Greater Syria: The History of an Ambition is the title of a book I published in 1990 that traces the pan-Syrian movement through from its origins in the mid-nineteenth century to the regime of Hafiz al-Assad. But with Assad's demise in 2000, and his succession by the barely-competent Bashar, Greater Syria has disappeared into the historical shadows. Indeed, two of the outstanding issues, Hatay and Lebanon, seem to be en route to being resolved.
Q: Why shouldn't the President be the one to mount an aggressive diplomacy, pick up the phone, call Assad of Syria and say, put an end to this, and start negotiating directly with the Syrians?
MR. SNOW: Because the track record stinks. I don't know if you remember all the old pictures of diplomats in the Reagan years going -- in the Carter, Reagan, and maybe even the early Bush years, the first Bush administration -- who knows, Clinton may have done it, too -- sitting around there drinking tea with Hafez al-Assad, the father, having to sit there for five, six, ten hours, listening to polite but long discourses on Greater Syria, and at the end of that, having gotten nothing.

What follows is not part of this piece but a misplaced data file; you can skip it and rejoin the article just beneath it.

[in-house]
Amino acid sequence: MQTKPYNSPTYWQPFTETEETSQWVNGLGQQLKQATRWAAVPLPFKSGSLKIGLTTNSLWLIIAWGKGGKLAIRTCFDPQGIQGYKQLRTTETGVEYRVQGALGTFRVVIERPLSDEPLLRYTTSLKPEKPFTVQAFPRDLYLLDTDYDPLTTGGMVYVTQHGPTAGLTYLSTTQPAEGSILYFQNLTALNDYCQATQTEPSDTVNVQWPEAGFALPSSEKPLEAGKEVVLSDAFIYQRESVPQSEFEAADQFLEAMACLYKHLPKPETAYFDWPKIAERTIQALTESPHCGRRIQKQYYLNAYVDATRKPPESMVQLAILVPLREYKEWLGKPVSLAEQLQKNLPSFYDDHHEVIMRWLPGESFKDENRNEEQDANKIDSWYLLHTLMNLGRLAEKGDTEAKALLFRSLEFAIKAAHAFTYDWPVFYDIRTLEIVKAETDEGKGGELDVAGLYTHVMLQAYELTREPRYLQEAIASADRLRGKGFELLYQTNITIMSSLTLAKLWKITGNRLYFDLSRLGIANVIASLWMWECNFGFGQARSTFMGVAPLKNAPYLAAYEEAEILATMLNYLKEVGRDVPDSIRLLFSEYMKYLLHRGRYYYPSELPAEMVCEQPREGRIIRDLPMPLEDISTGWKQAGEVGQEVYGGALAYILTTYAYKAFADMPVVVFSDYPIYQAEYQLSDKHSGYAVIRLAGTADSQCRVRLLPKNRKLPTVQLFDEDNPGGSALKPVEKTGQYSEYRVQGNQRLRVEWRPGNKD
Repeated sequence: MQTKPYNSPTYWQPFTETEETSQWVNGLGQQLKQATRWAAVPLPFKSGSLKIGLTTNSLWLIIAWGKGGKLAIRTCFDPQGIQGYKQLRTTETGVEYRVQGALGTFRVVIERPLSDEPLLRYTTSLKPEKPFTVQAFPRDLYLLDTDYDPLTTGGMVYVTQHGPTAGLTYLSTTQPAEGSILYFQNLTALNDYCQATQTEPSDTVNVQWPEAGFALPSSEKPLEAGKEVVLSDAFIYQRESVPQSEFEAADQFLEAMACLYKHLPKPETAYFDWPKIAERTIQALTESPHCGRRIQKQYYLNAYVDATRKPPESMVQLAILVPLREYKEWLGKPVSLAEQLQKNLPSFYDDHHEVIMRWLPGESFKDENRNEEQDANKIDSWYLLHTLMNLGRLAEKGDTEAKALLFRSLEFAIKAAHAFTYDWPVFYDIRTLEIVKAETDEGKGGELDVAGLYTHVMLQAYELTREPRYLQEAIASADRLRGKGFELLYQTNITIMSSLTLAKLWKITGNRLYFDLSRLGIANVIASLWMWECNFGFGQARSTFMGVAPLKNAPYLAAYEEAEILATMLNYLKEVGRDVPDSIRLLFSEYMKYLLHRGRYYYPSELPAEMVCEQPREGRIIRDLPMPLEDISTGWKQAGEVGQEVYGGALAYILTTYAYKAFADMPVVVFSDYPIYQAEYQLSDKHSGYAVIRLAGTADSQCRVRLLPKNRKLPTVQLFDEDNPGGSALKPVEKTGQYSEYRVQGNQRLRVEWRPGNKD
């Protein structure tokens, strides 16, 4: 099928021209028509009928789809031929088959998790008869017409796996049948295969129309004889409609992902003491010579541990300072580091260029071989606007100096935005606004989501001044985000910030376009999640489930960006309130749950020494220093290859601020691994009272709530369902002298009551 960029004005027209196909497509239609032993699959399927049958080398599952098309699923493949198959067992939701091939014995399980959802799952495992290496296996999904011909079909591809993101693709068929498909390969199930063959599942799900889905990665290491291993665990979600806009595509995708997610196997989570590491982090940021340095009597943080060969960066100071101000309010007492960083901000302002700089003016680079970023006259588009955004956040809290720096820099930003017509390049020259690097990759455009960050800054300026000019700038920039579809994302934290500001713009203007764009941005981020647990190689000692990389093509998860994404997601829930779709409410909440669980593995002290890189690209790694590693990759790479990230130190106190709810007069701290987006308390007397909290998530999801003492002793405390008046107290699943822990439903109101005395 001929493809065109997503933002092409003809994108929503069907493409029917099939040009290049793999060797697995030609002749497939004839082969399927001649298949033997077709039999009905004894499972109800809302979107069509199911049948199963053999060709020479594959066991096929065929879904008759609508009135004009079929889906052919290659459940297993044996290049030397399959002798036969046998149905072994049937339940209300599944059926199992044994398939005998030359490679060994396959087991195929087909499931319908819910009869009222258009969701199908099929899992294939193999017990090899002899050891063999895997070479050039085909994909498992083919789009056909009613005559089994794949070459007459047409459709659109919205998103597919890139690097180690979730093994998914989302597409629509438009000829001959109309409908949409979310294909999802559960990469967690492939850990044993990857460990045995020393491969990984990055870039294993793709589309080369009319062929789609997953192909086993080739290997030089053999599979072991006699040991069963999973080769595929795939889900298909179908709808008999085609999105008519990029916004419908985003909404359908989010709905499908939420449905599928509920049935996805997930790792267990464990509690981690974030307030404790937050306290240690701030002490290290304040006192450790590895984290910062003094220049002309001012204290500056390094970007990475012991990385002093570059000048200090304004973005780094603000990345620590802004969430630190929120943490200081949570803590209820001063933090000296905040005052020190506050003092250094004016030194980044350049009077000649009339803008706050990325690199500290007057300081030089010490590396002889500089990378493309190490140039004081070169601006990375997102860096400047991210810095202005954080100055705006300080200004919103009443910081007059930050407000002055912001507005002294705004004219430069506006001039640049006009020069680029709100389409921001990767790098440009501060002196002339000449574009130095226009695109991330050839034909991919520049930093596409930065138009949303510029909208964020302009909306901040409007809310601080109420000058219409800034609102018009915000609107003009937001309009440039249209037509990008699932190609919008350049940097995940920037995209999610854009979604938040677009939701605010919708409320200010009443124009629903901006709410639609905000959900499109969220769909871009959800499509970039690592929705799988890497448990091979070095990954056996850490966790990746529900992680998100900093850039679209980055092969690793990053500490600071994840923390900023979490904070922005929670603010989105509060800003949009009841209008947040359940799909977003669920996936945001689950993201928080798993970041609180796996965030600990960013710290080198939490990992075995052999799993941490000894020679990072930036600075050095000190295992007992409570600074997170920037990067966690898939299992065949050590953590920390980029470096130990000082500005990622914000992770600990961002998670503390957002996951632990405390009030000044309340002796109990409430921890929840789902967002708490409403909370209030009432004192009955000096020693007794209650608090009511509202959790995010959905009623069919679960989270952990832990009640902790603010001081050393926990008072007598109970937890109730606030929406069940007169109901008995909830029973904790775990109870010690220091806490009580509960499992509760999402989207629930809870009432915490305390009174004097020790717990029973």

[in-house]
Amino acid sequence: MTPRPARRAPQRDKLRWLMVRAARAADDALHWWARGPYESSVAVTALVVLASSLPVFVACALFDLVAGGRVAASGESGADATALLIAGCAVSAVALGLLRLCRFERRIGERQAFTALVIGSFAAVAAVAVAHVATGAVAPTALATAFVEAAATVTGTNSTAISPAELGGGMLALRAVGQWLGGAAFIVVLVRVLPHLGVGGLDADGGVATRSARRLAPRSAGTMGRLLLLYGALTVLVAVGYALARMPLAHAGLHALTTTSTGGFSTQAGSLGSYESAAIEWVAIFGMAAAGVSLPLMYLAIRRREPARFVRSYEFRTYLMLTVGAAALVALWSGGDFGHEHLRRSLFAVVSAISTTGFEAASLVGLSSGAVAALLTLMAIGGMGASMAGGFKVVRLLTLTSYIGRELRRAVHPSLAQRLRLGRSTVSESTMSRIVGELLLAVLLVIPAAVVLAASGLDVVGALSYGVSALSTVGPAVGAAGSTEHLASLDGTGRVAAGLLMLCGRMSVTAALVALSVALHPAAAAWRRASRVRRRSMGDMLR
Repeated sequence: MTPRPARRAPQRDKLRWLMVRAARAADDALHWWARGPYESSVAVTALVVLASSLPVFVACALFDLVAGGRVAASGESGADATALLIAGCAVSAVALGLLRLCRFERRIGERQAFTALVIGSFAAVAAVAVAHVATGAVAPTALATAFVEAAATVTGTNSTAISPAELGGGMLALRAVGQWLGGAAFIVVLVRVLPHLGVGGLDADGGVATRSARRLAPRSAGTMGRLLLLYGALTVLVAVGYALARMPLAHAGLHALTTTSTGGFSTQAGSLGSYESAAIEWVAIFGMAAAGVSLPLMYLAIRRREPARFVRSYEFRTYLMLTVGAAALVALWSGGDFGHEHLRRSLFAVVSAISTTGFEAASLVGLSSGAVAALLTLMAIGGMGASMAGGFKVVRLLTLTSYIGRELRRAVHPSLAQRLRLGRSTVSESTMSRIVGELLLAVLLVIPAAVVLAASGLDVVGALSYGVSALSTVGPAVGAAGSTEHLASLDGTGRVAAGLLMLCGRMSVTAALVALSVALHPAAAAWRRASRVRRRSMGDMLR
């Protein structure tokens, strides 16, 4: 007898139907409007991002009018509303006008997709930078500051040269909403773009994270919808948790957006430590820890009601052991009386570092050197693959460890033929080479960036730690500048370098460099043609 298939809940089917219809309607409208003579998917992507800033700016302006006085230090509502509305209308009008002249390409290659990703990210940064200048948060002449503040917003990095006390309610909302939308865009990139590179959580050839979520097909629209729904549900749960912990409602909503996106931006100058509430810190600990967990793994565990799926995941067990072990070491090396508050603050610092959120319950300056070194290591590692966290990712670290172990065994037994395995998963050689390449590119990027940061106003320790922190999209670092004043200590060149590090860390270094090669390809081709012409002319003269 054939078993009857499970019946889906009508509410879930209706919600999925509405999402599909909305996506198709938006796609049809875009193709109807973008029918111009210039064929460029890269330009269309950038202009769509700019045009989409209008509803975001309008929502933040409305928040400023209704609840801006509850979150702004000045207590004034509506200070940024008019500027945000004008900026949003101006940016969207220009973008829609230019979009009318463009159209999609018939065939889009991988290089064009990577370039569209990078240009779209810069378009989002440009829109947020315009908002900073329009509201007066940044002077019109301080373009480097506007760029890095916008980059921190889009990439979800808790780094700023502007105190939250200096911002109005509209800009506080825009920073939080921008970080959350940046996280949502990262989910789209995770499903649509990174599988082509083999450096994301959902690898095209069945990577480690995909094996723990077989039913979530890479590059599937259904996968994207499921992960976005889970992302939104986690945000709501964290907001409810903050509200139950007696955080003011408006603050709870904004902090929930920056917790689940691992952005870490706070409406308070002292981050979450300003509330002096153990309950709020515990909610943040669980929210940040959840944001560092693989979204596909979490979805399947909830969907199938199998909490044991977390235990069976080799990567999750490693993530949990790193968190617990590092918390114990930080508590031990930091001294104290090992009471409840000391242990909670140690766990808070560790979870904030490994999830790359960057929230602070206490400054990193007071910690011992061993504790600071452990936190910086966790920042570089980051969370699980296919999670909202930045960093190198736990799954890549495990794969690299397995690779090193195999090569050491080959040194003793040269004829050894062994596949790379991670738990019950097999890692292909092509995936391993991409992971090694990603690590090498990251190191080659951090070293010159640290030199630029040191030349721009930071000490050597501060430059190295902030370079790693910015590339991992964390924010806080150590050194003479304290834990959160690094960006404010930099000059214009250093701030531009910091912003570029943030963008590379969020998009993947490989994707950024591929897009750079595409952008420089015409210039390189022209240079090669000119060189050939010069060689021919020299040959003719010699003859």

Comments: (1) Snow has it just right, except the marathon sessions began even earlier, in the Nixon and Ford administrations, when Henry Kissinger so memorably fenced with the Syrian president.
(2) Although not expecting a lot of updates, I will post other prominent mentions of this concept as they occur. (July 19, 2006)
May 27, 2007 update: In a letter recently sent by the Al-Qaeda deputy leader, Ayman al-Zawahiri, to the leader of Al-Qaeda in Iraq, Abu Hamza al-Muhajer (and intercepted by an unnamed Middle Eastern intelligence service), Zawahiri urges supporters to extend their jihad to other Middle Eastern countries. Specifically, he reiterates a goal first outlined two years ago, of an Islamic Greater Syria, consisting of Lebanon, Palestine and Syria.
Jan. 8, 2009 update: Speaking in Hebrew on Israeli television the Israeli Arab member of parliament Azmi Bishara stated: "I don't think there's a Palestinian nation. There's an Arab nation. I don't think there's a Palestinian nation. That's a colonial invention. Since when were there Palestinians? I think there's only an Arab nation. Until the end of the 19th century, Palestine was the southern part of Greater Syria."
Feb. 17, 2009 update: The Syrian Social Nationalist Party is one of the most consequential and malevolent of Middle Eastern political organizations. Founded in 1932, I explained in a scholarly 1988 article, "Radical Politics and the Syrian Social Nationalist Party," it